Trip To The Moon,” made in 1902, is, I believe, the oldest film covered on 366 Weird Movies. Yet, in many ways Melies was not only ahead of his time, he is still ahead of his time. Many have called this director “the first true artist of cinema,” and indeed his influence on the most significant art form of the 20th century cannot be overestimated. As a fantasist, he saw himself become unfashionable, and his descent into poverty and bankruptcy is well-known. Although, Melies considered 1908’s “Humanity Through The Ages” (1908) to be his most ambitious and favorite film (unfortunately, it’s lost), it is “Trip To The Moon” that is his most iconic.‘ “
Given its age, this film has been consigned to subpar home video releases over the last two decades. That has changed with Flicker Alley’s new Blu-ray release.
For years, there was no known copy of Melies’ hand-colored “Trip,” until a nitrate print was discovered in Spain in 1993. Its condition was so deteriorated that it was believed to be unworkable. However, in 2010, 108 years after its release, Lobster Films undertook one of its most ambitious film restorations to date. Working with 13,000 frames, they premiered their digitized reconstruction a year later at the Cannes Film Festival with a new soundtrack by Nicolas Godin and Jean Dunckel.
The Flicker release also features “The Extraordinary Voyage,” an informative and dramatic 65 minute documentary about the film’s labor-heavy restoration. It’s so well-constructed as to be almost mandatory after seeing the film.
Also included is:
- The black and white version (the only one I saw in my youth) is well-restored, but surprisingly not quite to the level of the preferred (and much more surreal) hand-colored edition. The biggest attraction in this version is the alternative piano score by Frederick Hodges and a voice-over narration by Melies himself; oddly, neither are available in the color print.
- A twelve-minute interview with the band AIR who provided a new musical score. It’s surprisingly effective in not being overcooked (as is often the case with restoring silent films). While the music is certainly postmodern, the band is sensitive and erudite in paying homage to Melies’ film.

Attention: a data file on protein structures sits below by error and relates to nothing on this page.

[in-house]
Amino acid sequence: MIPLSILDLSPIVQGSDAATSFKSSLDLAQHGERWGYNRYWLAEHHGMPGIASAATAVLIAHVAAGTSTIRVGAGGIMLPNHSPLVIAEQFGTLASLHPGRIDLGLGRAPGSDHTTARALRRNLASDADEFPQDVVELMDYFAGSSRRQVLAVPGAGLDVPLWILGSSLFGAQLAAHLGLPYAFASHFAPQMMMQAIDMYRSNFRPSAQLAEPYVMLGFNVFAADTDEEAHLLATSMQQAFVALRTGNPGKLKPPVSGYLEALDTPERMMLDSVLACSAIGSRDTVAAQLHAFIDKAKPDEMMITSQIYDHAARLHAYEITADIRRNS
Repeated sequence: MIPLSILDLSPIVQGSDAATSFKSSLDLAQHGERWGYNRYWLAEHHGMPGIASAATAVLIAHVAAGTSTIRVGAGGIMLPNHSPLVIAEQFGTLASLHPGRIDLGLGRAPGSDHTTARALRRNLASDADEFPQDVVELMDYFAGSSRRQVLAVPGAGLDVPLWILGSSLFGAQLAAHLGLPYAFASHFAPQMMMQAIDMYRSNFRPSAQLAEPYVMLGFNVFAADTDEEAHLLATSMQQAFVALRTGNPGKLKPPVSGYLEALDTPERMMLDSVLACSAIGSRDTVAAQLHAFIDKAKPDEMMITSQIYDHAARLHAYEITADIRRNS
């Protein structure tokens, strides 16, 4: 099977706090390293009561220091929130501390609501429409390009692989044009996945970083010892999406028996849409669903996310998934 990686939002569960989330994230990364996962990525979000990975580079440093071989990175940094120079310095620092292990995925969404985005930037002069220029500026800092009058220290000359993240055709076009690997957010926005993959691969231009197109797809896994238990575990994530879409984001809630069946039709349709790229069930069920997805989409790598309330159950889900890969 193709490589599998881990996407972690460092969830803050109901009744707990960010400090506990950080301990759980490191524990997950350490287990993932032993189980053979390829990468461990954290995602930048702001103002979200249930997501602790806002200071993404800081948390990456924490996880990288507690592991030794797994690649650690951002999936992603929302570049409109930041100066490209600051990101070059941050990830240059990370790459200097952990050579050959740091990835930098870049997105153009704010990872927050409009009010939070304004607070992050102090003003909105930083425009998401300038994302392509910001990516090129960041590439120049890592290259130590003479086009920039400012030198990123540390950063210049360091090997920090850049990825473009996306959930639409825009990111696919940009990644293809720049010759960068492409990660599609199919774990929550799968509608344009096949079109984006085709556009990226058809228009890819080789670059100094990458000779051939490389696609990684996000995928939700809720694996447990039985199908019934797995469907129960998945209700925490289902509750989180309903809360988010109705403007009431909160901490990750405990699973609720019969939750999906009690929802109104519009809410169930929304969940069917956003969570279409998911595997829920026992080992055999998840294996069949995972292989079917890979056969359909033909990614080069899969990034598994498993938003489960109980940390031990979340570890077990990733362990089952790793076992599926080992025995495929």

- Two Melies’ shorts: “The Astronomer’s Dream” (1898) and the surreally erotic “Eclipse: The Courtship of the Sun and the Moon” (1907). Neither film attains “Trip”‘s level of wonder, but both are recommendable in their own right. However, the latter does gives credence to period criticism that by this time Melies was repeating himself and a certain sense of fatigue was setting in.
The Flicker release comes with a gorgeous scholarly 25 page book that includes an essay, drawings, and stills.
New viewers may be surprised at the level of wit in “A Trip To the Moon.” The plot (based on elements of H.G. Wells and Jules Verne) is simple: European scientists (all dressed in wizard robes), aided by the army (all women in tight short shorts) shoot a rocket to the moon, land in its eye (the most famous image), and due to a storm on the surface, are forced underground where they encounter a crazed crab king and his bug-like subjects. The scientists fight off their attackers, the king gets whacked (by an umbrella/mushroom, which causes him to vanish in a puff of smoke), make it back to the rocket, and become heroes to their naysayers.
At roughly 15 minutes, it’s remarkable not for its plot (although it is one of the earliest narrative films), but for its aesthetics, made all the more stunning in color. The rapid editing is a marvel, as are the hand-painted sets and the optical illusions typically found in Melies’ oeuvre.
Flicker Alley’s Blu-ray is essential.